15 Again


    15 Again has been available in Europe for more than a year, but with French duos creeping out of every corner lately (and two in particular, Justice and Daft Punk, having an enormous impact on the musical landscape of 2007), now is as good a time as ever for veteran “French Touch” electronic two-piece Cassius to unleash it on U.S. audiences. Cassius (Hubert Blanc-Francart, better known as Boombass, and Philippe Zdar) has been toiling around the French electronic scene for more than a decade, dating back to early-’90s productions in French hip-hop as La Funk Mob. 15 Again follows Cassius’s career trajectory (to the current incarnation as funk-influenced dance-floor Casanovas) and slinks further into jubilant electro-pop terrain and hypnotic acid-house burners.



    As far as electro-pop goes, Cassius’s status as veteran producers and masters of song craft is impressively evident. “Toop Toop” chugs along with chiming guitars, funk bass, hyperactive percussion and brought home with the half sing-song, half megaphone-shouted vocals. “Rock Number One” and the title track utilizes Gladys Gambie as a guest vocalist, and her feminine touch complements the playboy swagger of Zdar and Boombass. Most impressively, the reggae/jazz colored “See Me Now” features manic musings from Zdar over neatly controlled beats and rhythms in a near perfect combination of debauched hysteria and pristine restraint. Cassius also knows how to open things up, and the acid-house banger “Jackrock” features a monotone spoken-word over melodic humming and the acid essentials: squelching synth and spellbinding percussion, hitting everything from booming kicks to machine-gun snares to trashcan steel drums.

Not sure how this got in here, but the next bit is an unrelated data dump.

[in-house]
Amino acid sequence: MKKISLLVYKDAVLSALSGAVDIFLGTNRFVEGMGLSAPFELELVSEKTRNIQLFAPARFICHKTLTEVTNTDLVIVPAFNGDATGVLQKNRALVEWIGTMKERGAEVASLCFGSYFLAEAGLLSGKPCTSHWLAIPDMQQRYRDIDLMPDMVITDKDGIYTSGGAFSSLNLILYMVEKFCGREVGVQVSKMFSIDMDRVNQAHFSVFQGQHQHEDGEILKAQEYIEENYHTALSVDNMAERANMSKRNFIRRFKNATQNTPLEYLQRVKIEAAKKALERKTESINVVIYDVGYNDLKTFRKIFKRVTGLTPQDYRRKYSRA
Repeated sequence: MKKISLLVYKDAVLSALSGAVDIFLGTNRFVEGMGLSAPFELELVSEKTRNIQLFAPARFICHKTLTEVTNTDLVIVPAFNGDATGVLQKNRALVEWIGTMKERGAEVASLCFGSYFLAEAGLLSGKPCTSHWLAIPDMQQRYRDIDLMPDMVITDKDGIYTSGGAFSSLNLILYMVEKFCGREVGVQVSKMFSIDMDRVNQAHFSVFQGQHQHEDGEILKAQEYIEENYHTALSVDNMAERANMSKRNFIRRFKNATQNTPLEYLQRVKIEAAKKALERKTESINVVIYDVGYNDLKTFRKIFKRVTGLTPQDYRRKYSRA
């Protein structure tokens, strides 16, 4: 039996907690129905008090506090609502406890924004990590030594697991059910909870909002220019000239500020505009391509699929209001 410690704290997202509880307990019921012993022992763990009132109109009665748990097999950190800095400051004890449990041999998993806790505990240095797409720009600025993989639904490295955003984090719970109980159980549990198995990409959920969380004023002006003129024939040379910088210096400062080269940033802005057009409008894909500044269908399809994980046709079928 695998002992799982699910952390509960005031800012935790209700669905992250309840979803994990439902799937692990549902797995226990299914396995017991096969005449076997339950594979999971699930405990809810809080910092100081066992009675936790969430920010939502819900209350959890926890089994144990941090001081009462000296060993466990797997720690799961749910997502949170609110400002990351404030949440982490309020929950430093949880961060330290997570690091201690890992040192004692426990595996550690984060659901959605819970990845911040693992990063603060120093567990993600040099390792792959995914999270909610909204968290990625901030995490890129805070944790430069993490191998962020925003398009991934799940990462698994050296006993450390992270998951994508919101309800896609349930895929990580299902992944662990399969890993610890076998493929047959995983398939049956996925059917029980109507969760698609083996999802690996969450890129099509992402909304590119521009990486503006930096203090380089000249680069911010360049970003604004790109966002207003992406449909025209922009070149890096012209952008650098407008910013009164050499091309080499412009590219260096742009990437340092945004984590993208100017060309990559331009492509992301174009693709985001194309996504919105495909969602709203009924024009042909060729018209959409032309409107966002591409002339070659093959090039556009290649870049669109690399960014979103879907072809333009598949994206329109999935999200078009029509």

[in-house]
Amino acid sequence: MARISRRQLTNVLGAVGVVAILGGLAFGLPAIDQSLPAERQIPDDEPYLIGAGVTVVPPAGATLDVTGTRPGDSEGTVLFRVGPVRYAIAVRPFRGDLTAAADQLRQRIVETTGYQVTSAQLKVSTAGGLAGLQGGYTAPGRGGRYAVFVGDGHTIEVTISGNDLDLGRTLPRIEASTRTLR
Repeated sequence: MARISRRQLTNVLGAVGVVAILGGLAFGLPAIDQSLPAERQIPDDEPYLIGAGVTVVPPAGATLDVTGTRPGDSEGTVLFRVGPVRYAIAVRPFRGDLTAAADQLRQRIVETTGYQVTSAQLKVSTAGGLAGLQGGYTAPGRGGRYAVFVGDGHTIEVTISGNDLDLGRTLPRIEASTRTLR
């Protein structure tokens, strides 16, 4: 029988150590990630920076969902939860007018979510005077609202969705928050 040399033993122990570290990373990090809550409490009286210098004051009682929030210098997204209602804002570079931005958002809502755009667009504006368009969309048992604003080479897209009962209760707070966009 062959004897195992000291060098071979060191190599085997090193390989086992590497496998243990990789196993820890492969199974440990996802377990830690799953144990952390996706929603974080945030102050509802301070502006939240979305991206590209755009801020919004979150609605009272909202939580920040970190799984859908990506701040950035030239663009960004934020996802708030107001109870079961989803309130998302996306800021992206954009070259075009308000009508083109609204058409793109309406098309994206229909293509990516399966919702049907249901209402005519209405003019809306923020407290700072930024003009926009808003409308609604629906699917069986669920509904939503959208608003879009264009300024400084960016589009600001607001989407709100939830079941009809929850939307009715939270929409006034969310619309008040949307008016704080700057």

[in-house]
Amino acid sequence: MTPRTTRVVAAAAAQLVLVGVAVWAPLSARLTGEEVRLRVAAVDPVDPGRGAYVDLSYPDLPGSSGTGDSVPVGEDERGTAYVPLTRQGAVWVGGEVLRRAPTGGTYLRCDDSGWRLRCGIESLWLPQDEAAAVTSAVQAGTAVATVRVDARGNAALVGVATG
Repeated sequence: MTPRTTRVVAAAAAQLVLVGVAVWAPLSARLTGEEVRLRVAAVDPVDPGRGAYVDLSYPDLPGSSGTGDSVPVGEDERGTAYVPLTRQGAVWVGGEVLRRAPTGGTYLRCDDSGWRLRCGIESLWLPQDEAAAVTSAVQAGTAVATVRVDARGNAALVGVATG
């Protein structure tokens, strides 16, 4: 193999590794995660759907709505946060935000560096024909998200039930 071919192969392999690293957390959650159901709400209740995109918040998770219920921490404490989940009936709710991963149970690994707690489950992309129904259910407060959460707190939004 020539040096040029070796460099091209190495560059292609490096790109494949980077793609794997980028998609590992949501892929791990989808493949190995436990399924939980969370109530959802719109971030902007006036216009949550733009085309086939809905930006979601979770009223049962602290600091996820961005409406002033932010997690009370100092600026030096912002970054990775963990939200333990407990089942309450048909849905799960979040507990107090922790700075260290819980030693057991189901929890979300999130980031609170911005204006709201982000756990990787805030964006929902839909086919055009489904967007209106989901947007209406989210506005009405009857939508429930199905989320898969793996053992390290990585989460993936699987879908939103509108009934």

15 Again hits more than it misses, and its hits push all the right buttons, musically and emotionally. Cassius has that certain charisma that drips all over the records of contemporaries Air and Daft Punk. Especially similar to Air, the lyrics and tales are so straightforwardly romantic that their sincerity cannot be questioned. 15 Again seems to be an ideal summation of Cassius’s artistic aesthetic some fifteen years into their career (hence, the title). Let 15 Again be the accretion of experience and the rediscovery of the joys of youth both at once and as a result of each other.






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